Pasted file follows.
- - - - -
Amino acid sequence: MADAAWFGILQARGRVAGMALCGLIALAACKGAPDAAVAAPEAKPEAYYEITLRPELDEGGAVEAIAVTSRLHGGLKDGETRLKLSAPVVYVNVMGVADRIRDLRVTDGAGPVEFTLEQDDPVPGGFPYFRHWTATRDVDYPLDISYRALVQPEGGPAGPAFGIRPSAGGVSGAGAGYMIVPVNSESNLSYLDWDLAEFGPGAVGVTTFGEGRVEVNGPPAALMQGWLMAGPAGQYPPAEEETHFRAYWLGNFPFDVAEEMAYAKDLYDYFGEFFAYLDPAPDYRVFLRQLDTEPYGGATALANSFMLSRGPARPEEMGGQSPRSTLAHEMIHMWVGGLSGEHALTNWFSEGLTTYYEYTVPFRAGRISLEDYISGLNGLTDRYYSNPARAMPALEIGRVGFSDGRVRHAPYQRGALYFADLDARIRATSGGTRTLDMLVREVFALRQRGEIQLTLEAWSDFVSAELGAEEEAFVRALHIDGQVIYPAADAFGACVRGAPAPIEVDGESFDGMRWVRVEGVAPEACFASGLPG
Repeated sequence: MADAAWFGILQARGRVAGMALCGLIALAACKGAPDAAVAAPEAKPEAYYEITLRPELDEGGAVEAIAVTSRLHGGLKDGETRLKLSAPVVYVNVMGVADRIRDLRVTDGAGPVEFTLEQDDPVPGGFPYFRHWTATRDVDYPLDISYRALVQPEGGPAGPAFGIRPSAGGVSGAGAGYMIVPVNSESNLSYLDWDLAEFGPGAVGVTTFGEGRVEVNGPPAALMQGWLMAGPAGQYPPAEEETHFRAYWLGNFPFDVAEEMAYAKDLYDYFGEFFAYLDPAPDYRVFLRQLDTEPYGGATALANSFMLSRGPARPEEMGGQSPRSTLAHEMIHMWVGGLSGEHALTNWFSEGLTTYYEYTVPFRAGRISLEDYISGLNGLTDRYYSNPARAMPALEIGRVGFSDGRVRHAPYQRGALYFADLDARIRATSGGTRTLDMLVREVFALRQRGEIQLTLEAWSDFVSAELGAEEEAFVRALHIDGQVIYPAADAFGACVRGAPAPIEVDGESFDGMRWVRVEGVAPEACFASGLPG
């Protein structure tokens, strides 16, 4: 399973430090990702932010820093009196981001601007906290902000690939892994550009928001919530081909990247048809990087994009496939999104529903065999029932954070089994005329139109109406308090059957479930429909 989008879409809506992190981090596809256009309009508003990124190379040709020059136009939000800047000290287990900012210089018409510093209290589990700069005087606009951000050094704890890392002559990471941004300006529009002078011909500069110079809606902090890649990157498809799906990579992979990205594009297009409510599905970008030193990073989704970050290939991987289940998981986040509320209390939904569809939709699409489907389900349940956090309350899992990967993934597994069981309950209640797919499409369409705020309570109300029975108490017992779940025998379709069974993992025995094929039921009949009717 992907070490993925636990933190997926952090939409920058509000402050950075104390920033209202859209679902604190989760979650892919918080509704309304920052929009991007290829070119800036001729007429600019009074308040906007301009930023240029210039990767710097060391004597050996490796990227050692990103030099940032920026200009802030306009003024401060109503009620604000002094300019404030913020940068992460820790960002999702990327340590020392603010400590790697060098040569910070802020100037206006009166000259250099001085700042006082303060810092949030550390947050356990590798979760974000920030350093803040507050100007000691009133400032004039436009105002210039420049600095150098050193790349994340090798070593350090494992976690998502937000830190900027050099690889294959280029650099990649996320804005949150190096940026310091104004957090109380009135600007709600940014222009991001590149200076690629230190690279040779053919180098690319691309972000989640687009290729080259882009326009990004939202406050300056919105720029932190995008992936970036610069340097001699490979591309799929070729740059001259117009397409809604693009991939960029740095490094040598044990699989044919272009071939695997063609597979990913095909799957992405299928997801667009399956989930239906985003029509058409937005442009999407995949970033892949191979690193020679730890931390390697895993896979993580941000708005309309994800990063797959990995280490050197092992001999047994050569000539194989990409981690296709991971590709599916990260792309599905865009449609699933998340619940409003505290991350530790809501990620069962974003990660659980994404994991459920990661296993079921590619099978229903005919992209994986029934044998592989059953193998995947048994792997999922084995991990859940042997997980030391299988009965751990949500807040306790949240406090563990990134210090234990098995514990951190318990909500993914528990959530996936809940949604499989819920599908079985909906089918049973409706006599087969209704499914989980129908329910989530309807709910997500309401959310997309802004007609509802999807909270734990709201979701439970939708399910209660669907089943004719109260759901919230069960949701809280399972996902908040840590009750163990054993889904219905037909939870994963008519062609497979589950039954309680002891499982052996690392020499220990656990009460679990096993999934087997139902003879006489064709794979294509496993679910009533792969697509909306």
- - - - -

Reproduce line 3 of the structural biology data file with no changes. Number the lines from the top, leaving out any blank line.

């Protein structure tokens, strides 16, 4: 399973430090990702932010820093009196981001601007906290902000690939892994550009928001919530081909990247048809990087994009496939999104529903065999029932954070089994005329139109109406308090059957479930429909 989008879409809506992190981090596809256009309009508003990124190379040709020059136009939000800047000290287990900012210089018409510093209290589990700069005087606009951000050094704890890392002559990471941004300006529009002078011909500069110079809606902090890649990157498809799906990579992979990205594009297009409510599905970008030193990073989704970050290939991987289940998981986040509320209390939904569809939709699409489907389900349940956090309350899992990967993934597994069981309950209640797919499409369409705020309570109300029975108490017992779940025998379709069974993992025995094929039921009949009717 992907070490993925636990933190997926952090939409920058509000402050950075104390920033209202859209679902604190989760979650892919918080509704309304920052929009991007290829070119800036001729007429600019009074308040906007301009930023240029210039990767710097060391004597050996490796990227050692990103030099940032920026200009802030306009003024401060109503009620604000002094300019404030913020940068992460820790960002999702990327340590020392603010400590790697060098040569910070802020100037206006009166000259250099001085700042006082303060810092949030550390947050356990590798979760974000920030350093803040507050100007000691009133400032004039436009105002210039420049600095150098050193790349994340090798070593350090494992976690998502937000830190900027050099690889294959280029650099990649996320804005949150190096940026310091104004957090109380009135600007709600940014222009991001590149200076690629230190690279040779053919180098690319691309972000989640687009290729080259882009326009990004939202406050300056919105720029932190995008992936970036610069340097001699490979591309799929070729740059001259117009397409809604693009991939960029740095490094040598044990699989044919272009071939695997063609597979990913095909799957992405299928997801667009399956989930239906985003029509058409937005442009999407995949970033892949191979690193020679730890931390390697895993896979993580941000708005309309994800990063797959990995280490050197092992001999047994050569000539194989990409981690296709991971590709599916990260792309599905865009449609699933998340619940409003505290991350530790809501990620069962974003990660659980994404994991459920990661296993079921590619099978229903005919992209994986029934044998592989059953193998995947048994792997999922084995991990859940042997997980030391299988009965751990949500807040306790949240406090563990990134210090234990098995514990951190318990909500993914528990959530996936809940949604499989819920599908079985909906089918049973409706006599087969209704499914989980129908329910989530309807709910997500309401959310997309802004007609509802999807909270734990709201979701439970939708399910209660669907089943004719109260759901919230069960949701809280399972996902908040840590009750163990054993889904219905037909939870994963008519062609497979589950039954309680002891499982052996690392020499220990656990009460679990096993999934087997139902003879006489064709794979294509496993679910009533792969697509909306």